Hurstpierpoint village fair marks 700th anniversary

Image caption A sculpture marking the fair's 700th year has been unveiled in the village

A Sussex village fair granted a Royal Charter in 1313 to hold the event has marked its 700th year.

The St Lawrence Fair, held each year in Hurstpierpoint, is thought to be among the oldest traditional village fairs across the UK.

Steve Whitehead, who sits on the volunteer committee that organises the event, said the theme of "seven" ran throughout the event on Saturday.

A sculpture marking the 700th year was unveiled on the green last week.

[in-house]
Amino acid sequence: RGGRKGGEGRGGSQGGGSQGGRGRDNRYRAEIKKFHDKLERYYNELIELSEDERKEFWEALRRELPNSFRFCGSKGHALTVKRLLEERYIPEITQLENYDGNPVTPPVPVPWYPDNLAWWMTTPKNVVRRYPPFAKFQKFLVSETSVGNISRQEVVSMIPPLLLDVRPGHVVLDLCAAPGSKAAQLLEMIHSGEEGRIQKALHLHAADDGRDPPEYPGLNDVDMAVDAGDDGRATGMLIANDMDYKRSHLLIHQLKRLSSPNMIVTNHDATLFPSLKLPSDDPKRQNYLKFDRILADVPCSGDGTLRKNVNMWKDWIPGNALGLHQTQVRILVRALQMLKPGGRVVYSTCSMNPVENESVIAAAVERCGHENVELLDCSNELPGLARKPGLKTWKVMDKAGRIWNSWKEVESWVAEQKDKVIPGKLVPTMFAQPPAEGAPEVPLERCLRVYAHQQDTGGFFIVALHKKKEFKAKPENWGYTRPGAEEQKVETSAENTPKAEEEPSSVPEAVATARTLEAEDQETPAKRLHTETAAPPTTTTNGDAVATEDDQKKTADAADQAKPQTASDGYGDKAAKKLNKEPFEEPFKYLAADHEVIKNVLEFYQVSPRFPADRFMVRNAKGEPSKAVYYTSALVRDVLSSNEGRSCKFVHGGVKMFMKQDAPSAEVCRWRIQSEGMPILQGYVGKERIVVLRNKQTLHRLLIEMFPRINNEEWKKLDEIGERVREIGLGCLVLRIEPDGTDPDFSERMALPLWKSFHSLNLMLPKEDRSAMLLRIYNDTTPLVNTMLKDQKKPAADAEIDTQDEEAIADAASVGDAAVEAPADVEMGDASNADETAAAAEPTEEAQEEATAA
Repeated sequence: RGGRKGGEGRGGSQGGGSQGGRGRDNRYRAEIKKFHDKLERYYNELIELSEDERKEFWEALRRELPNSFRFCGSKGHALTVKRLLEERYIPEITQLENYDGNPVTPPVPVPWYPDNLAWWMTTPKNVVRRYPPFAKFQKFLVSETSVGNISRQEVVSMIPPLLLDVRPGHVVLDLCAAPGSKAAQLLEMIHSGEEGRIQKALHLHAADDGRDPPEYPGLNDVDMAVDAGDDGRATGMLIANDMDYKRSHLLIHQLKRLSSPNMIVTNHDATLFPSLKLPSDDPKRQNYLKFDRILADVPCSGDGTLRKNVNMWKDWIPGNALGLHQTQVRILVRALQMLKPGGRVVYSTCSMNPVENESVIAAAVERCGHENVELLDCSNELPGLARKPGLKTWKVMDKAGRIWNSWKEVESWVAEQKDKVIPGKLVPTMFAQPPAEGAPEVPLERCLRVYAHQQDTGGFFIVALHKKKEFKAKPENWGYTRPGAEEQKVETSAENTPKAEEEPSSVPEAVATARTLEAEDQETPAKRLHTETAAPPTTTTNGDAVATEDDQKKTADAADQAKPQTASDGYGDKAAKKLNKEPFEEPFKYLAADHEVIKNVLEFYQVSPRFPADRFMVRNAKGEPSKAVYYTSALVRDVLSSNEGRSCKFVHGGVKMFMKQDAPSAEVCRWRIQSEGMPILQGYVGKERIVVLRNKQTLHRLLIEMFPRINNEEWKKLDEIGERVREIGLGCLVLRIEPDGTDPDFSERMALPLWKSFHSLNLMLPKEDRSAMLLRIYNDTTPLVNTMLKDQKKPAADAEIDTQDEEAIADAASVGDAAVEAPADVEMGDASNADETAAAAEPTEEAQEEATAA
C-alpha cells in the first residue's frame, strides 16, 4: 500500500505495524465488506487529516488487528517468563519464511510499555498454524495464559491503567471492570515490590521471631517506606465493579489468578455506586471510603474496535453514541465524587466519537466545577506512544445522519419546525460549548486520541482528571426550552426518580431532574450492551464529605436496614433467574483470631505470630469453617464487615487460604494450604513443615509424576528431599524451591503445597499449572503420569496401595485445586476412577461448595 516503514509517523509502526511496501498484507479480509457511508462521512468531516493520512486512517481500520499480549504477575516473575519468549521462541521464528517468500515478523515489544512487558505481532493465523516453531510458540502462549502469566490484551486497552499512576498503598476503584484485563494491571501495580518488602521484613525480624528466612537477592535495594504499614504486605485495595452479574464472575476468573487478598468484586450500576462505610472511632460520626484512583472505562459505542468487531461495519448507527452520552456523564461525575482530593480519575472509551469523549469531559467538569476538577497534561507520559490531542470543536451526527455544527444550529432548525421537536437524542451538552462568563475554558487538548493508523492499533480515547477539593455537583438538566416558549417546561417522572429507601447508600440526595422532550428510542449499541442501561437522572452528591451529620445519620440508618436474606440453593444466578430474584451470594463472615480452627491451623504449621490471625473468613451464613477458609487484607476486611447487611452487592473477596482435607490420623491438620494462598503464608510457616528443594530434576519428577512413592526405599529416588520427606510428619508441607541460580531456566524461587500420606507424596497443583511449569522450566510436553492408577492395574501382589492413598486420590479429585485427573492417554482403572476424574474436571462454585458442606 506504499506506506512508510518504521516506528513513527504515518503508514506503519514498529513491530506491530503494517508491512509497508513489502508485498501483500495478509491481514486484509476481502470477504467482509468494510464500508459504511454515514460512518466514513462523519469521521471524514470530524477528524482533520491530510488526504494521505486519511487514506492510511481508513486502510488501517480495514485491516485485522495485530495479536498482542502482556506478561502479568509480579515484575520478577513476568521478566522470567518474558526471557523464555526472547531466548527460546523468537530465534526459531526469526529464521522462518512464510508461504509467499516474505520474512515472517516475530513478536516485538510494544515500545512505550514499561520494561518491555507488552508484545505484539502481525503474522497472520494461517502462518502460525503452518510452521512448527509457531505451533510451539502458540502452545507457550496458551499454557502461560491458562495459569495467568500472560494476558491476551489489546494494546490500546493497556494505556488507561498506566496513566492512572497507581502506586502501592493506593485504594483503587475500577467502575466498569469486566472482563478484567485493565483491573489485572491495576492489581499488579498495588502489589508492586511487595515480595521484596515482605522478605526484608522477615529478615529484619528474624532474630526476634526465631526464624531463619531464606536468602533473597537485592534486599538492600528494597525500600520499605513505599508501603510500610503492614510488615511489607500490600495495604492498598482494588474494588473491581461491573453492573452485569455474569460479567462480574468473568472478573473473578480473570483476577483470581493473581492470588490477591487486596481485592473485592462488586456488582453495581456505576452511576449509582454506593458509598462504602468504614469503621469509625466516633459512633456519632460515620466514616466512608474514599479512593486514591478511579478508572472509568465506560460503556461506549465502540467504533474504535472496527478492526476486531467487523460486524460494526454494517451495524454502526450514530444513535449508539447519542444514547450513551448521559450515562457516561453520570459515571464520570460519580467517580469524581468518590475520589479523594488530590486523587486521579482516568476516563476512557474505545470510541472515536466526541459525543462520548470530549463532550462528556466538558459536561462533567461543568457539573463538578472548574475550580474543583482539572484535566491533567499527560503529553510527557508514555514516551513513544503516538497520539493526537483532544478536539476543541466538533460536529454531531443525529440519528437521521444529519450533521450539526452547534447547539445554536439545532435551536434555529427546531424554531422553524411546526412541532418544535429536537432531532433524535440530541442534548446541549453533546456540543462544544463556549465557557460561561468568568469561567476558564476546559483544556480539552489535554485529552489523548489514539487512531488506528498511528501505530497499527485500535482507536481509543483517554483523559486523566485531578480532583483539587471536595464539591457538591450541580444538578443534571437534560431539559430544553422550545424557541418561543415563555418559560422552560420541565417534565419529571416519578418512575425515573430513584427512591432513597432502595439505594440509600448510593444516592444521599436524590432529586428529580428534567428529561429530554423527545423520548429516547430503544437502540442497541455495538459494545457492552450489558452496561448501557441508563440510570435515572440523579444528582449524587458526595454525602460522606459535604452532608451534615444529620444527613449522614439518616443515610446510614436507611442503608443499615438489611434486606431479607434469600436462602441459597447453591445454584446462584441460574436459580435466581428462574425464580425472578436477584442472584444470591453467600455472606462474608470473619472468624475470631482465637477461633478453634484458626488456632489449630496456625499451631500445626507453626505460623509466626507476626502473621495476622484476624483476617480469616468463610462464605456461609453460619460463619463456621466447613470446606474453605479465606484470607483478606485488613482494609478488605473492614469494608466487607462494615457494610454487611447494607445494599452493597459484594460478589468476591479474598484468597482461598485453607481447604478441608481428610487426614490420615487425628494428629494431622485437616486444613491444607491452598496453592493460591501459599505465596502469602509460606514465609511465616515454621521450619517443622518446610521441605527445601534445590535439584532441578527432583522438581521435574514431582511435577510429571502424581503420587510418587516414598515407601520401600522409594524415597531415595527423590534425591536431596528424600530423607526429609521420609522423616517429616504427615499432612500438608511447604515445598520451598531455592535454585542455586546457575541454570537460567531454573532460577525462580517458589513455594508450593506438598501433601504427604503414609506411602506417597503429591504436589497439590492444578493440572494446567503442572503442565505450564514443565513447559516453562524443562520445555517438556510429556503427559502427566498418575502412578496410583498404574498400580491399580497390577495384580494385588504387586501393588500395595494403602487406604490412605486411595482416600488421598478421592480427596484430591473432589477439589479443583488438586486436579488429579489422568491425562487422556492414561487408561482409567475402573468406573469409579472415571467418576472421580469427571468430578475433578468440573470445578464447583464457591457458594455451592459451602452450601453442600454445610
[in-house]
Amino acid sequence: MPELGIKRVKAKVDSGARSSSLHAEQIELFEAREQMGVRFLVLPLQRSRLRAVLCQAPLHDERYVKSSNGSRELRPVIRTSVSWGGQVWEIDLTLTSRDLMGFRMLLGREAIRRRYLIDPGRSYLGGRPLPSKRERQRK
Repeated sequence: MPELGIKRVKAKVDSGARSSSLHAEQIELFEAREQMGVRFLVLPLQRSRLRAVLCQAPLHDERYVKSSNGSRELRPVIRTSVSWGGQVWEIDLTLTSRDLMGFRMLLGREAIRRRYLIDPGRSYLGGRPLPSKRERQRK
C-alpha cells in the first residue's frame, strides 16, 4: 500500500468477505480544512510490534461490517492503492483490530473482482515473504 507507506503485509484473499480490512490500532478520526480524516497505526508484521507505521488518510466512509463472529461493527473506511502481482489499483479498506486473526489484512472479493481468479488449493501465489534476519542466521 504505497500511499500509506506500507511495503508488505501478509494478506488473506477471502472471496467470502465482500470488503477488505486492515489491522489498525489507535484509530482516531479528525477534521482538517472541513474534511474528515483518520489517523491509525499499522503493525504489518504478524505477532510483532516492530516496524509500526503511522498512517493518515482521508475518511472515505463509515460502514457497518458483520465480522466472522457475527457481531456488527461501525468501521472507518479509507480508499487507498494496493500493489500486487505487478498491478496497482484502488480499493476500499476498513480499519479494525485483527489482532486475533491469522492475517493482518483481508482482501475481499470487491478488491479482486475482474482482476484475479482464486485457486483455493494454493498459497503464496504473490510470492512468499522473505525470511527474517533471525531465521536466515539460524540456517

The sculpture, called Children of the Fair, was made by artist Sylvia Thornhill, who used to live in the village and taught at St Lawrence primary school, Mr Whitehead said.

It shows a circle of seven children with each one wearing a costume representing a different century.

'Tax-raising move'

He said the charter was granted by Edward VII in the 14th Century.

There had always been a market element and fairs were set up across England at that time to raise taxes from traders running stalls, he added.

But he said: "There were periods obviously when it died away."

He said the event was revived between World War I and World War II to raise money for health services and was later restyled as as the St Lawrence Fair by the local vicar.

Bell-ringers rang 700 changes to mark the start of the fair, which included a procession of floats which each had the theme of "seven".

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